There’s some egg-citing news for a pair of bald eagle parents in White Rock.
Both of their eggs hatched sometime between Sunday afternoon and Tuesday morning, with two wobbly, fluffy eaglets occasionally visible on the 24/7 live streaming nest camera whenever their parents switch nest duties or feed them.
It takes four days for the eaglets to hatch, or to go through what is called the pipping process, according to Hancock Wildlife Foundation founder David Hancock, whose foundation builds nests and sets up cameras to observe some of the Lower Mainland’s fine-feathered friends.
“Pipping is the action of breaking through from when they’re sealed inside – breaking a hole through the inside membrane and calcium,” he said.
The baby eaglets have a small, but sharp, bit of calcium on the top of their beak at the end, called an egg tooth, Hancock explained.
“It’s ever so small but it’s sharp! They scratch with that on the inside of the shell From the moment of getting air into the bird it just gets stronger and stronger and moves more vigorously… it starts to rotate 360 degrees around the egg, scratching the whole way. It’s literally a cement womb it has to get out of, then all of a sudden, the whole top third of shell pops off.”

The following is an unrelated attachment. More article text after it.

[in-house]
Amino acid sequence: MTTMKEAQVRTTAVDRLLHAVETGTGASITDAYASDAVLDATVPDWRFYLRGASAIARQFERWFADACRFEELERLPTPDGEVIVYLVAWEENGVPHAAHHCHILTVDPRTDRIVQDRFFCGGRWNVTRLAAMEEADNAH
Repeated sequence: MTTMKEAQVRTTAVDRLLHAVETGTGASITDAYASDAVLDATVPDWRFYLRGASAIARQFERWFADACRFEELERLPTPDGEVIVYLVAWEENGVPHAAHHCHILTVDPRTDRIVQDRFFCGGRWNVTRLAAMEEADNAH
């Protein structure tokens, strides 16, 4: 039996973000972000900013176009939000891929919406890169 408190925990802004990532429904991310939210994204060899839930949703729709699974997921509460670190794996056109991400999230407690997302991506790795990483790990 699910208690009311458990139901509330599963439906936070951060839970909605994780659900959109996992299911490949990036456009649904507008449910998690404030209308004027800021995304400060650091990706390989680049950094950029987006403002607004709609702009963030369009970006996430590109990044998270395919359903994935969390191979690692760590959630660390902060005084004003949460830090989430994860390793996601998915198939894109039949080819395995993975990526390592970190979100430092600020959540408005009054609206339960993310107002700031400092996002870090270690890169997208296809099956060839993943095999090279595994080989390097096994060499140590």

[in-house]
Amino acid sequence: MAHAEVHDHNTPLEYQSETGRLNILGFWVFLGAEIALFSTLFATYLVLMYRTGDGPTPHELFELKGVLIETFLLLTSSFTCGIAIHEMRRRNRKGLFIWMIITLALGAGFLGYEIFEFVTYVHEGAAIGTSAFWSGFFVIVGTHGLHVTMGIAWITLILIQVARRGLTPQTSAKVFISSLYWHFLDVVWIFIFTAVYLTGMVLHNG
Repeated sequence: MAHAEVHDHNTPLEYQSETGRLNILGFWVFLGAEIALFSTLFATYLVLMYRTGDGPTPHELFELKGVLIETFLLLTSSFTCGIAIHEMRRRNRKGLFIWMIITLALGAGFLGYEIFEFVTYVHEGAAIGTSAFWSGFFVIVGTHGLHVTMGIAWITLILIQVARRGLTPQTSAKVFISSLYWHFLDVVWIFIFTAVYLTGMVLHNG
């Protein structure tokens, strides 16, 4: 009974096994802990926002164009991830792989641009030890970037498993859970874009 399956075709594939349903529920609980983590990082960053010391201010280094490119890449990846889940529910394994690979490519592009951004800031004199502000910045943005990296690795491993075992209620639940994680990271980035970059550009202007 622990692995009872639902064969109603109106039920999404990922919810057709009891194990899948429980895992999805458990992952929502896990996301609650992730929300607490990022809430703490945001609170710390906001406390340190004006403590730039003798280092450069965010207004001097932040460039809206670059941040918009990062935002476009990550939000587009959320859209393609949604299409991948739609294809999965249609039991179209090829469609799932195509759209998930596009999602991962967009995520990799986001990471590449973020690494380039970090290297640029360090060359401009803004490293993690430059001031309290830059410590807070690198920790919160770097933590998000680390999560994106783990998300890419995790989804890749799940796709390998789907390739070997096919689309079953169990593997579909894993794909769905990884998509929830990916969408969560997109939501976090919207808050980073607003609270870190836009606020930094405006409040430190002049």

When the eaglet first breaks through the shell, the direct access to oxygen changes the rate of energy in all the cells and that enables the chick to start working its way out of the shell, Hancock said.
“This has been going on for millions of years – dinosaurs did the same thing to get out of their shells, reptiles all do the same, birds are all the same. They’ll carve their way all the way around the inside to get out, and that takes four days.”
Bald eagle eggs usually take 37 days to hatch, but, Hancock noted, the parents don’t always start to actively incubate each egg as soon as its laid, meaning the second egg could hatch closer to the same time as the first (even though they were laid three days apart.)
But, Hancock noted, the parents don’t always start to actively incubate each egg as soon as its laid, meaning the second egg could hatch closer to the same time as the first.
The South Surrey eagle eggs were laid on March 24 and 27, so they should also start hatching soon, with expecting parents Brit and Rey waiting patiently.
View all of the Hancock Wildlife Foundations live streaming cameras at hancockwildlife.org